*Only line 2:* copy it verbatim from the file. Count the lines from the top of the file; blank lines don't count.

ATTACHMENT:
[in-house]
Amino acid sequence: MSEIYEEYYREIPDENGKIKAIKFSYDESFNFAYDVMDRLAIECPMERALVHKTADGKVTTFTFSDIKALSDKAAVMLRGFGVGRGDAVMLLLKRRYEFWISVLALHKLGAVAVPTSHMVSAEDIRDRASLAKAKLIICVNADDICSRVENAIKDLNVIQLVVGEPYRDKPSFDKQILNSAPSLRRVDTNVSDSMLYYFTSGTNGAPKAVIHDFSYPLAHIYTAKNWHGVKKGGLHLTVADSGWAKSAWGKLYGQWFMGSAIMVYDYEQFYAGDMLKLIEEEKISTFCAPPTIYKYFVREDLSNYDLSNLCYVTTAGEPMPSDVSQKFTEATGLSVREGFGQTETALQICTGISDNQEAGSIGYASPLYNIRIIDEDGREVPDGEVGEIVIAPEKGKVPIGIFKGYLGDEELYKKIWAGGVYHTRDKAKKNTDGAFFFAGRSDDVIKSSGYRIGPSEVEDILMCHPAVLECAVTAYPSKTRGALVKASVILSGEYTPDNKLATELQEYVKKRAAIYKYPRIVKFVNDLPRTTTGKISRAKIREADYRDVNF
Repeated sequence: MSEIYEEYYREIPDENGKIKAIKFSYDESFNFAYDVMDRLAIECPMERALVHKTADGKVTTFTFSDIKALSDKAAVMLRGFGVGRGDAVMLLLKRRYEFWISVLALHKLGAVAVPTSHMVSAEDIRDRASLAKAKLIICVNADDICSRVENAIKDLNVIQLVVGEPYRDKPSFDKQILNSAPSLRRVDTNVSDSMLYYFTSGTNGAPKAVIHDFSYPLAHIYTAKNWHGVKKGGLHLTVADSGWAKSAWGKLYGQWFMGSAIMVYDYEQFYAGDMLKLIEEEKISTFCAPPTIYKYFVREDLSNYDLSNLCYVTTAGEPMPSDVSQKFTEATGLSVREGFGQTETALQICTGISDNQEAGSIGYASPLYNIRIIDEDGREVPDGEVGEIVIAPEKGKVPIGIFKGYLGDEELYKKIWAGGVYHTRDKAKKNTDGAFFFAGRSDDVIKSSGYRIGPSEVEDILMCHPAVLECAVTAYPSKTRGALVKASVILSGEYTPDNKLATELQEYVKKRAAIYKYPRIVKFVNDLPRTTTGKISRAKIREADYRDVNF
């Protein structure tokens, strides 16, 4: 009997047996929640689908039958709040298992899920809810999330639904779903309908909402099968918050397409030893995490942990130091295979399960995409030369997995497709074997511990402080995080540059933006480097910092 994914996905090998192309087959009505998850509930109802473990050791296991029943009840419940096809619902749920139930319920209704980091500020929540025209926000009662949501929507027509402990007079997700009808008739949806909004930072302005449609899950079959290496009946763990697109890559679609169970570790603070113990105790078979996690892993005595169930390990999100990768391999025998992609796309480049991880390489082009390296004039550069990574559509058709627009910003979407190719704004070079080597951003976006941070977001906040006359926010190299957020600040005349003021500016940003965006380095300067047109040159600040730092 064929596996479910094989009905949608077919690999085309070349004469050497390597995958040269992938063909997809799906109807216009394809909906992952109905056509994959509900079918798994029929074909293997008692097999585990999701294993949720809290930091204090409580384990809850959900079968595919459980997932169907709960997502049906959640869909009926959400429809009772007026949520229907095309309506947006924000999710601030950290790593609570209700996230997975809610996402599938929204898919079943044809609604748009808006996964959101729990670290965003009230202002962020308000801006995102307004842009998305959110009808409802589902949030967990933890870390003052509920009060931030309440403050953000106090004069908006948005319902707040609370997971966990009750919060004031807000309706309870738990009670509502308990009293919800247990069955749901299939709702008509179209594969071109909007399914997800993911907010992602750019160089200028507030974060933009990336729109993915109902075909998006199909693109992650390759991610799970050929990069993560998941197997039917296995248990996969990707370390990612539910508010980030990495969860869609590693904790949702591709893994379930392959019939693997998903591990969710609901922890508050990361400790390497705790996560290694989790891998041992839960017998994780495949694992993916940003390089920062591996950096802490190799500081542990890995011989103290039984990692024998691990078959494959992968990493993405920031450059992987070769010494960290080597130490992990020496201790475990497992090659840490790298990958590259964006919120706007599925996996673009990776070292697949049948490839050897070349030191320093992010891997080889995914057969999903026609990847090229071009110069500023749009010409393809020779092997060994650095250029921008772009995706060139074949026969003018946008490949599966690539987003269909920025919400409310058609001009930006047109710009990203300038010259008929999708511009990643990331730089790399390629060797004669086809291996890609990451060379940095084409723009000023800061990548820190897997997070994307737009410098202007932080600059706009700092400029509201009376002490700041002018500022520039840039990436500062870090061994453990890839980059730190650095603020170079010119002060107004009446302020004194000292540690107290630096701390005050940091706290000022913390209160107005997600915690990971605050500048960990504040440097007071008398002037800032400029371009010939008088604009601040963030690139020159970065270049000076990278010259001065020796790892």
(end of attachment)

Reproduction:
Amino acid sequence: MSEIYEEYYREIPDENGKIKAIKFSYDESFNFAYDVMDRLAIECPMERALVHKTADGKVTTFTFSDIKALSDKAAVMLRGFGVGRGDAVMLLLKRRYEFWISVLALHKLGAVAVPTSHMVSAEDIRDRASLAKAKLIICVNADDICSRVENAIKDLNVIQLVVGEPYRDKPSFDKQILNSAPSLRRVDTNVSDSMLYYFTSGTNGAPKAVIHDFSYPLAHIYTAKNWHGVKKGGLHLTVADSGWAKSAWGKLYGQWFMGSAIMVYDYEQFYAGDMLKLIEEEKISTFCAPPTIYKYFVREDLSNYDLSNLCYVTTAGEPMPSDVSQKFTEATGLSVREGFGQTETALQICTGISDNQEAGSIGYASPLYNIRIIDEDGREVPDGEVGEIVIAPEKGKVPIGIFKGYLGDEELYKKIWAGGVYHTRDKAKKNTDGAFFFAGRSDDVIKSSGYRIGPSEVEDILMCHPAVLECAVTAYPSKTRGALVKASVILSGEYTPDNKLATELQEYVKKRAAIYKYPRIVKFVNDLPRTTTGKISRAKIREADYRDVNF